What is worse than losing a military aircraft competition in India? Winning one, say cynics about New Delhi’s dysfunctional procurement system.

A requirement for 110 advanced fighters is progressing through India’s defence bureaucracy, suggesting that a request for proposals should emerge at some point. Salesmen at BAE Systems, Boeing, Dassault, Lockheed Martin, RAC MiG and Saab will sit up in their chairs, ready to book business-class seats to Delhi.

Rafale India - Dassault


Industry veterans from the 1990s and 2000s may feel a mix of dread and deja vu, however. The six companies vying for the world’s biggest fighter deal have all been here before, as players in the epic Medium Multi-Role Combat Aircraft (MMRCA) competition.

Ultimately the Eurofighter and Rafale were downselected, with the latter going on to take the win. Not that it helped Dassault all that much, with the deal called off in 2015 after a breakdown in negotiations. The French manufacturer did eventually receive a decent consolation prize in 2016, when New Delhi, contemplating the dire state of its combat fleet, placed an “emergency” order for 36 Rafales.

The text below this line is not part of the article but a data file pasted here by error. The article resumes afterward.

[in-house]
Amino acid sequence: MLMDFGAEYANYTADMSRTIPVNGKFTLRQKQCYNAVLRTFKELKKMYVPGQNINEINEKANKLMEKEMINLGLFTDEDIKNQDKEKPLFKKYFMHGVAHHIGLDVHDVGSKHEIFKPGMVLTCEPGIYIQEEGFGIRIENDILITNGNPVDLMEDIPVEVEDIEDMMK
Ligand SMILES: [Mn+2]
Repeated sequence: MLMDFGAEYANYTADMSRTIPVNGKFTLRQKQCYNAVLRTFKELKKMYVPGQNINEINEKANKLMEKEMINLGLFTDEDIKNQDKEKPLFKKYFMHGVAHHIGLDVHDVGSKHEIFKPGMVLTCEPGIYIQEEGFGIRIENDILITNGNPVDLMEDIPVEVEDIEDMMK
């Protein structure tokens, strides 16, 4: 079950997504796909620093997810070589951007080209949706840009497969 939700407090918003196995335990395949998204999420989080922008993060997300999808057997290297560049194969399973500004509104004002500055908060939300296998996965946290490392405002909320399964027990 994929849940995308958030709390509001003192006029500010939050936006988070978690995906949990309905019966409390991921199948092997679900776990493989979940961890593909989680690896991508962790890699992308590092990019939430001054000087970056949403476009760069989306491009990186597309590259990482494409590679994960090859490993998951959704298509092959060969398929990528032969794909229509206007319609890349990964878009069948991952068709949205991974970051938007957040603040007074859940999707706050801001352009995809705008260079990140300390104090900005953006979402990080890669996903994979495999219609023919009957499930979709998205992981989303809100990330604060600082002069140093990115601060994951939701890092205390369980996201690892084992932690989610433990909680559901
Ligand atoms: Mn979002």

However exciting “MMRCA 2.0” may appear, caution is in order, because even contests that deliver a clear outcome tend to prove the aforementioned maxim about winning in India.

A VVIP helicopter deal won by the AgustaWestland AW101 collapsed in 2014 following allegations of corruption – although an Italian court cleared two executives of bribery in 2018. Of a planned fleet of 12 rotorcraft, New Delhi received just three - all now in long-term storage.

The air force’s urgent need for basic trainers was filled by 75 Pilatus PC-7s, but the failure to sign a sustainment contract means the fleet is mostly grounded.

Twice Airbus Defence & Space has won an Indian tanker tender, only to see things fall through, most recently over costs. The requirement has existed since 2006, but it will be years before a new aerial refuelling capability reaches the air force – if ever.

But there is cause for optimism. Although not a traditional supplier to India’s military, Boeing has had some notable wins: selling its AH-64 and CH-47 helicopters, C-17 airlifter and P-8I maritime patrol aircraft, as has Lockheed Martin, with the C-130J transport.

Indian defence officials, and competitors in New Delhi’s MMRCA reboot, would be wise to scrutinise these successful deals to see what went right. Profits and prestige are on the line.

Far more importantly, the government and contractors must remember that the safety and success of the country’s brave airmen is at stake – not to mention the relevance of Indian deterrence in an increasingly hostile world.

Source: FlightGlobal.com